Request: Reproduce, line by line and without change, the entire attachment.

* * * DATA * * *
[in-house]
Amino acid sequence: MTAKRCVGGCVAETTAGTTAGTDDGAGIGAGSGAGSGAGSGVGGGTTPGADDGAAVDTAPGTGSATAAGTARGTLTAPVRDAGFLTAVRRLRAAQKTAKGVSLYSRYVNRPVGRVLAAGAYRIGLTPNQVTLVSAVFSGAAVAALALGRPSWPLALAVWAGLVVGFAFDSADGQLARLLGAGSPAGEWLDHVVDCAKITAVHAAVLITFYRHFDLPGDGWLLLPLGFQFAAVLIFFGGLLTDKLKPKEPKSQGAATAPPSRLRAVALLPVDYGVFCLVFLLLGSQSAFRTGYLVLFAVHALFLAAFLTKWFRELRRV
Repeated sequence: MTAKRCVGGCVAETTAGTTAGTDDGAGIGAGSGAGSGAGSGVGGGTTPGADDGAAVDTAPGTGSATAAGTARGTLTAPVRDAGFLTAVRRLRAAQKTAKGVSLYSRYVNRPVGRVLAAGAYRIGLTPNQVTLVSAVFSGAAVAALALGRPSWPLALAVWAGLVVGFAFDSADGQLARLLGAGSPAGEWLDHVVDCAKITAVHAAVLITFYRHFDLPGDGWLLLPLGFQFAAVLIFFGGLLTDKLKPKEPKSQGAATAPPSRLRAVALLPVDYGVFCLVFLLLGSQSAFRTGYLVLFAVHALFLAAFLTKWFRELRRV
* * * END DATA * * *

[in-house]
Amino acid sequence: MTAKRCVGGCVAETTAGTTAGTDDGAGIGAGSGAGSGAGSGVGGGTTPGADDGAAVDTAPGTGSATAAGTARGTLTAPVRDAGFLTAVRRLRAAQKTAKGVSLYSRYVNRPVGRVLAAGAYRIGLTPNQVTLVSAVFSGAAVAALALGRPSWPLALAVWAGLVVGFAFDSADGQLARLLGAGSPAGEWLDHVVDCAKITAVHAAVLITFYRHFDLPGDGWLLLPLGFQFAAVLIFFGGLLTDKLKPKEPKSQGAATAPPSRLRAVALLPVDYGVFCLVFLLLGSQSAFRTGYLVLFAVHALFLAAFLTKWFRELRRV
Repeated sequence: MTAKRCVGGCVAETTAGTTAGTDDGAGIGAGSGAGSGAGSGVGGGTTPGADDGAAVDTAPGTGSATAAGTARGTLTAPVRDAGFLTAVRRLRAAQKTAKGVSLYSRYVNRPVGRVLAAGAYRIGLTPNQVTLVSAVFSGAAVAALALGRPSWPLALAVWAGLVVGFAFDSADGQLARLLGAGSPAGEWLDHVVDCAKITAVHAAVLITFYRHFDLPGDGWLLLPLGFQFAAVLIFFGGLLTDKLKPKEPKSQGAATAPPSRLRAVALLPVDYGVFCLVFLLLGSQSAFRTGYLVLFAVHALFLAAFLTKWFRELRRV